After World War II, superhero comics, which had been a welcome diversion for American servicemen, stalwart champions of War Bonds, and other support for the home front during the conflict, largely lost their audience and were gradually replaced by comics with horror, romance, science fiction, war, and western themes. Following the setbacks to the industry by the establishment of the Comics Code Authority in 1954, superhero comics all but vanished with only Superman, Batman, and Wonder Woman continuing to be regularly published. It wasn’t until 1956 that the genre revived when DC Comics editor Julius Schwartz, published issue #4 of “Showcase” which featured a reimagining of the Golden Age character, “The Flash”.
Mort Weisinger (1915-1978) began writing for pulp magazines while in college and, along with his good friend Julius Schwartz, founded the first literary agency to specialize in the related genres of science fiction, horror, and fantasy. Weisinger joined National Periodicals (later DC Comics) in 1941 and, much like his contemporary, Stan Lee over at competitor Marvel Comics, he was very much a part of the comics community throughout both the Golden and Silver Ages of Comics. In addition to editing “Batman” and creating such characters as “Aquaman”, and “Green Arrow, Weisinger was also the editor of the Superman comic books from 1945-1970 and the story editor of “The Adventures of Superman” television show which ran from 1952-1957.
Weisinger’s tenure on Superman was marked with a number of new concepts, story ideas, and supporting characters which became standards in the Superman mythos, which are recognizable today by millions of people who aren’t otherwise familiar with the character. These include the introduction of Supergirl, Krypto the Superdog, the Phantom Zone, the bottle city of Kandor, the Legion of Super-Heroes, and a variety of types of kryptonite. It was also under Weisinger that the rationalization that Superman’s powers stemmed from his being from another planet and living under Earth’s yellow sun (instead of Krypton’s red sun) was first used to explain the character’s abilities.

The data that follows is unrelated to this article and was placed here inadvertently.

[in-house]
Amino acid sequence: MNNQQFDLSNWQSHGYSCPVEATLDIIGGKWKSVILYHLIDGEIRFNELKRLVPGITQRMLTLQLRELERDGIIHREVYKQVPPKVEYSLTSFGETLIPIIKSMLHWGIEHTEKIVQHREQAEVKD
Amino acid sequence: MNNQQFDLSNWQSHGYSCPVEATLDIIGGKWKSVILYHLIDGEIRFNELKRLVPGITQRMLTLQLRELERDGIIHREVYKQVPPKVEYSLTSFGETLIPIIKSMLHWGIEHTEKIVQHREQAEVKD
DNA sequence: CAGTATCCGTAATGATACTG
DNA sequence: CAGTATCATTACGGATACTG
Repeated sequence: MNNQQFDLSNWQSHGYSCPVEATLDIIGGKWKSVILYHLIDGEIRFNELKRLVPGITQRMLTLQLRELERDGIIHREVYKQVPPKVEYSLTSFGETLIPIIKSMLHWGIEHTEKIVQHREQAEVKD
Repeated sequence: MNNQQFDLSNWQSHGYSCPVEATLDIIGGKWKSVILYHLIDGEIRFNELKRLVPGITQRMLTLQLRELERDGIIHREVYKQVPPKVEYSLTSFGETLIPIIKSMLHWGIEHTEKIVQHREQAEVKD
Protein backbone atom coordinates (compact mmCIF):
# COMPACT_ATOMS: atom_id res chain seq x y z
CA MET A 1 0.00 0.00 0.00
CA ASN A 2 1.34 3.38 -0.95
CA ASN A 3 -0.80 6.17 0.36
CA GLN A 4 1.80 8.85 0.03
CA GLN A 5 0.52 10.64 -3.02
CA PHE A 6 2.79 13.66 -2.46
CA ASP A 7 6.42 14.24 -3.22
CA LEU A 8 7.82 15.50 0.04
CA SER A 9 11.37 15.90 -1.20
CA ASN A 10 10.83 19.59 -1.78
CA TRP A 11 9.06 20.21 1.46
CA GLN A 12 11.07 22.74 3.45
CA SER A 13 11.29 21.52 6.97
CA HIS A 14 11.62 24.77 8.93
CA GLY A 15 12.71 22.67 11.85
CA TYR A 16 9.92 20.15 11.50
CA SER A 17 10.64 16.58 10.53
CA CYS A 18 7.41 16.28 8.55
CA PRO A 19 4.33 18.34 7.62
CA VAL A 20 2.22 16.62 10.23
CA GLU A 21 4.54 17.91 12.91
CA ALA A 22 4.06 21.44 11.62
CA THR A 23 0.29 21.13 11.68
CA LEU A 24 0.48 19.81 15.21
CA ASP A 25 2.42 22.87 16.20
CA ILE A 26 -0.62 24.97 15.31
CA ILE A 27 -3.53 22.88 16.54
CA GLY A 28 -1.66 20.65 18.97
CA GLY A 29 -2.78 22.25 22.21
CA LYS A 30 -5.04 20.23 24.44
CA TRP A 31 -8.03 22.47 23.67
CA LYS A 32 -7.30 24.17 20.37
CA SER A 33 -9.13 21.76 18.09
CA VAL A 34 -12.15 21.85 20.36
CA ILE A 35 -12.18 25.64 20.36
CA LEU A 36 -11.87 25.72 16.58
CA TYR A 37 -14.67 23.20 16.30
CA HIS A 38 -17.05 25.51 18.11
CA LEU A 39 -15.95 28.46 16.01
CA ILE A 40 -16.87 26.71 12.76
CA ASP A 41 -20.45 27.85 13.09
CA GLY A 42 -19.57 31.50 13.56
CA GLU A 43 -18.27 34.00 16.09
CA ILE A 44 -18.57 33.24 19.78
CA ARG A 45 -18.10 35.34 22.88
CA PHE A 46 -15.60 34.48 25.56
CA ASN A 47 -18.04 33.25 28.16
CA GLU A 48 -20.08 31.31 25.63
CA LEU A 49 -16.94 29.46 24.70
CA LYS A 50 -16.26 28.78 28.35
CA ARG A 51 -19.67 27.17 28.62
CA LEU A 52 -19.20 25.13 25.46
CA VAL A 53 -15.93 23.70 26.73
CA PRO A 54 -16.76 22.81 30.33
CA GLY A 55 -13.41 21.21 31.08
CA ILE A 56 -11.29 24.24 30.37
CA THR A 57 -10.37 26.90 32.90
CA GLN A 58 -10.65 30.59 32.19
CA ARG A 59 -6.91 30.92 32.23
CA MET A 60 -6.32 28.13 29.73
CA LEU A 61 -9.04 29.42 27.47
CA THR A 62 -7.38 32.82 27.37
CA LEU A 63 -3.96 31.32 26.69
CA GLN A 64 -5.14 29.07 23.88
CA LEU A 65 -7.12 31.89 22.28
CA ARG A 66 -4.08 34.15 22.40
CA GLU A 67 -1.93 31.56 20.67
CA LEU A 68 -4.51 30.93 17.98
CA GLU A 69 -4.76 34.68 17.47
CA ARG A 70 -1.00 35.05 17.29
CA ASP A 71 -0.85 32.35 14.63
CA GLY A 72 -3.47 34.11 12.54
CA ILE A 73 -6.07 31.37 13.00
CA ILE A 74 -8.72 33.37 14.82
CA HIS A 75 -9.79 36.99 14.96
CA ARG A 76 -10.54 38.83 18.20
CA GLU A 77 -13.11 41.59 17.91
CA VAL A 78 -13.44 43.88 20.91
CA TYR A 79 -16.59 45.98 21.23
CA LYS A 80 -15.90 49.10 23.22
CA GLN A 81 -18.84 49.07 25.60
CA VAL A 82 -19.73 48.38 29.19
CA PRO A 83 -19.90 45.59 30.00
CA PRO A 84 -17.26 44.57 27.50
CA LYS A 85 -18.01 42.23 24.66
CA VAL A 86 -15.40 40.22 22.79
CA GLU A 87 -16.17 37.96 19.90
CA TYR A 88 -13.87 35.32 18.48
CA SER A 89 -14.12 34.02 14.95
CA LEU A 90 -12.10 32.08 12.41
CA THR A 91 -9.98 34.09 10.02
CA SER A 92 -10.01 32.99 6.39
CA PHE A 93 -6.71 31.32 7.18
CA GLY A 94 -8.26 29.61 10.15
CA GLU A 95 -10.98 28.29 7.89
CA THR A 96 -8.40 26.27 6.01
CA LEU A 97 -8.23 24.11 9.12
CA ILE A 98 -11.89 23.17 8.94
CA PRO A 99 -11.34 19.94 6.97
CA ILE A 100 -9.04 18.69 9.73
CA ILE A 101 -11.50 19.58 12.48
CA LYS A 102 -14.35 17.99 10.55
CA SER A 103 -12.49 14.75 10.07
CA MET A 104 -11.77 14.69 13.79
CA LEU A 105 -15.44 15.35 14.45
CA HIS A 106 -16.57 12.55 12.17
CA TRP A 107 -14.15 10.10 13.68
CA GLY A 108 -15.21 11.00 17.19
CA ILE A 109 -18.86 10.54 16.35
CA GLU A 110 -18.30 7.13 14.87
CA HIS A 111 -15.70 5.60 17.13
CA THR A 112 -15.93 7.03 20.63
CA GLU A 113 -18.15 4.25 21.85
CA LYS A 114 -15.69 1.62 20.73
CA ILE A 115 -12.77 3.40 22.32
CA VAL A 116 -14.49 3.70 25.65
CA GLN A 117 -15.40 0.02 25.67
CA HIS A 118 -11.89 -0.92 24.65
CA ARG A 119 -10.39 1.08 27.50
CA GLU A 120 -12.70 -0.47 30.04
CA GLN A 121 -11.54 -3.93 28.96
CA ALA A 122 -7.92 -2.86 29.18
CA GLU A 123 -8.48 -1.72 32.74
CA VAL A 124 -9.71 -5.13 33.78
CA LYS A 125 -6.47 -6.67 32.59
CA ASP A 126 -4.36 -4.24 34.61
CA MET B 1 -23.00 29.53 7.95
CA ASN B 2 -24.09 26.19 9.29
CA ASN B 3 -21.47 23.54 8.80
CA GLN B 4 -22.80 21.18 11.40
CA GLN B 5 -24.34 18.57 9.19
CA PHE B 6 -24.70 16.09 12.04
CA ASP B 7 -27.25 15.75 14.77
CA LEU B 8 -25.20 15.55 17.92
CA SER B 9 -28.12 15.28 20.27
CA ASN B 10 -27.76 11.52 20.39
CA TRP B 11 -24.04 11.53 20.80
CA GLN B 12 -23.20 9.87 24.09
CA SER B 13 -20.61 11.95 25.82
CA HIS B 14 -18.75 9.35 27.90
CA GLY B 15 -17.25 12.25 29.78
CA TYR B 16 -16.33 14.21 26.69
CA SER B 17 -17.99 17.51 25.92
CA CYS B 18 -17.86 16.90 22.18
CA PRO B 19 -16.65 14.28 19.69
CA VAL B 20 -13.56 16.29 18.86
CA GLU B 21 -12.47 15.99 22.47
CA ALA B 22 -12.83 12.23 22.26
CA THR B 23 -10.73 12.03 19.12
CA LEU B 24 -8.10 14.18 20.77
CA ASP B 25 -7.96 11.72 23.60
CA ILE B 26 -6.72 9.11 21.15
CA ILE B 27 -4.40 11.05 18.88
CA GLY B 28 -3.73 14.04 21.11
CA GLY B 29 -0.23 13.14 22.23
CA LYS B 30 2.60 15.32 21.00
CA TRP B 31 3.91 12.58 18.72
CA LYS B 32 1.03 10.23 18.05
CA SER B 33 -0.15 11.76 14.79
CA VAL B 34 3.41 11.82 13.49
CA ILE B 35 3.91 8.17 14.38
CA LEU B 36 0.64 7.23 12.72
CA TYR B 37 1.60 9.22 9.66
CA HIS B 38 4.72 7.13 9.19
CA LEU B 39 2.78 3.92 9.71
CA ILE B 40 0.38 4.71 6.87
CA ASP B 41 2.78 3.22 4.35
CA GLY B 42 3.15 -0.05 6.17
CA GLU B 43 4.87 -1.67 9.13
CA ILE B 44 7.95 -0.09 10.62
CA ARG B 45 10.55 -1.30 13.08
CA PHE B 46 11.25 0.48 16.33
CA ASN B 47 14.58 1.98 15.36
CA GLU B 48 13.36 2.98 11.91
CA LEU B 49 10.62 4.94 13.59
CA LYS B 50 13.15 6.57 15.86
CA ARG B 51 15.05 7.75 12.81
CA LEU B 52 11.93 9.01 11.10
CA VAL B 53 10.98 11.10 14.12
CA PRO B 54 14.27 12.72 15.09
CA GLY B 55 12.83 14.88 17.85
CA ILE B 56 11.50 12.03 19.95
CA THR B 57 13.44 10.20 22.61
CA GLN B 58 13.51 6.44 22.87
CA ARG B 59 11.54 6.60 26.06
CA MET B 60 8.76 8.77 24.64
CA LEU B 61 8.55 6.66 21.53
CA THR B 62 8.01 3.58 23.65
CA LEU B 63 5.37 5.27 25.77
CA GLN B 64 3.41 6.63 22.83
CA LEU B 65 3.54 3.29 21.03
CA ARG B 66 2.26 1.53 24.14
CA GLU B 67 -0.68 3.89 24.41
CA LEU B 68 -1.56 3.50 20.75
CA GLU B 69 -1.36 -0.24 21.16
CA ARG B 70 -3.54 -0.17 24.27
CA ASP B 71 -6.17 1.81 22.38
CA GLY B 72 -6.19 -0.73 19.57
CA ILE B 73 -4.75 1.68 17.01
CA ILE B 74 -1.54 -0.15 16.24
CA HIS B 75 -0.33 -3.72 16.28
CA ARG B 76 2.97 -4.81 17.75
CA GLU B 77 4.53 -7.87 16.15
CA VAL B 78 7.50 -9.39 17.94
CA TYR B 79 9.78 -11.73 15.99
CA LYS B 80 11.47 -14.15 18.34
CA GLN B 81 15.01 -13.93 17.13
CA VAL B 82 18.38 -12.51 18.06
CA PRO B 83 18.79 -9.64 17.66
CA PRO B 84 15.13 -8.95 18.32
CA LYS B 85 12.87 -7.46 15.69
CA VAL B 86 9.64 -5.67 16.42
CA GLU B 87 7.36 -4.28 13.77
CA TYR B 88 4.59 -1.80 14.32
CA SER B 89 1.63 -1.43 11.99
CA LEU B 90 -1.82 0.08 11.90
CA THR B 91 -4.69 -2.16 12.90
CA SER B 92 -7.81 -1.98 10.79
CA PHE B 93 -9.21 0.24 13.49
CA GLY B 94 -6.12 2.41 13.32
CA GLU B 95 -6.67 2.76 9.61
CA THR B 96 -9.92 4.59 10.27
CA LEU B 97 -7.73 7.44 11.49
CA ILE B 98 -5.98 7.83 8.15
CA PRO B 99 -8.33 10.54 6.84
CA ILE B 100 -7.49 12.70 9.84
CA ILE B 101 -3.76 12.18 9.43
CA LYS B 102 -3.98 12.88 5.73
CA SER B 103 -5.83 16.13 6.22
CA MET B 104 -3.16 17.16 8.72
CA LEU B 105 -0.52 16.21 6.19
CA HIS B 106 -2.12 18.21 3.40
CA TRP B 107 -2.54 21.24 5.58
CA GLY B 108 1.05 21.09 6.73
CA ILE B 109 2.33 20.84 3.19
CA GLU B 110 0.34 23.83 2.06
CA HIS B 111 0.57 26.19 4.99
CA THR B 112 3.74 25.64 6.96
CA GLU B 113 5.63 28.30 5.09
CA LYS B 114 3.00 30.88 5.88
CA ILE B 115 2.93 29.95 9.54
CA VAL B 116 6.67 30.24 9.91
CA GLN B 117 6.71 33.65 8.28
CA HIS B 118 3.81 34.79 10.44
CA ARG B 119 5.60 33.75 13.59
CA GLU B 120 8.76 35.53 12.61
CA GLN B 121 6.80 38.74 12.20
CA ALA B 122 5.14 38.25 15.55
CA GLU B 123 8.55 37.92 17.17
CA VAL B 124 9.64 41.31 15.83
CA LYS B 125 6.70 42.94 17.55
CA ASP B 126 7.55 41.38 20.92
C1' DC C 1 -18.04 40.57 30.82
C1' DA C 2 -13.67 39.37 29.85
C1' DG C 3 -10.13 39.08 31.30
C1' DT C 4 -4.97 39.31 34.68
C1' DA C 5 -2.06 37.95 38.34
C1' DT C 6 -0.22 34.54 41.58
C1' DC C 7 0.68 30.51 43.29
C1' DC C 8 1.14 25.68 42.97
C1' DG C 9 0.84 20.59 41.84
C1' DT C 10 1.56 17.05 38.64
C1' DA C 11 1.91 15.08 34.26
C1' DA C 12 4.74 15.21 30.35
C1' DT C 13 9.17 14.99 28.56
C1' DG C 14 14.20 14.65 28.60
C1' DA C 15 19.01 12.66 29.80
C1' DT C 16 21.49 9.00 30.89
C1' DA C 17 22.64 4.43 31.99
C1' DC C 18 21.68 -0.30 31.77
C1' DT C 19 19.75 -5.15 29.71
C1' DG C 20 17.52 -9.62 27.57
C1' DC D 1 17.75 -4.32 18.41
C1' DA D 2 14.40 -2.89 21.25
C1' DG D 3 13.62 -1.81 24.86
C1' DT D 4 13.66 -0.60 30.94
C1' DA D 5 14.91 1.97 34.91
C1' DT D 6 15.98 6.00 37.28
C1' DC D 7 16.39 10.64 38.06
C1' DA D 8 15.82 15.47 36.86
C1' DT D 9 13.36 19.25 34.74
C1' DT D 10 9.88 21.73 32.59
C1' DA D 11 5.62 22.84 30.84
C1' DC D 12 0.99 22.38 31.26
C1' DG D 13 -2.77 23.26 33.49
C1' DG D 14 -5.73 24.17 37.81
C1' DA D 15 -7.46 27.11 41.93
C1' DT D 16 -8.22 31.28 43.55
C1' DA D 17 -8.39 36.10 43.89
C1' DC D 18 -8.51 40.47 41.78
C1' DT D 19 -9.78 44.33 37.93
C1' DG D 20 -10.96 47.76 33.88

The Mort Weisinger collection at the American Heritage Center contains materials relating to Weisinger’s work as a writer and editor from 1928-1978. The collection includes correspondence (1932-1978) mostly regarding his work as a writer and editor for “This Week” and other magazines and with companies who were included in “1001 Valuable Things”; the galleys and manuscripts for “The Contest,” “The Complete Alibi Handbook” and “1001 Valuable Things”; the manuscript for an unpublished novel about a U.S. President (ca. 1975); legal agreements between Weisinger and “This Week” and Bantam Books (1954-1978); and photographs of Weisinger, the Weisinger family and various celebrities. The collection also includes newspaper clippings on Weisinger and Superman (1928-1978); a script for the motion picture version of “The Contest” (1971); 2 16 mm films from “The Adventures of Superman” television show (1957); 5 scrapbooks; comic books; miscellaneous art work for the Superman comic book; and the board game “Movie Millions,” which was developed by Weisinger.
Anyone interested in the history and inner workings of the comics industry in the United States is invited to explore both the Mort Weisinger and Stan Lee collections at the American Heritage Center to learn more about this fascinating aspect of American popular culture.
Post contributed by AHC Collections Manager Bill Hopkins.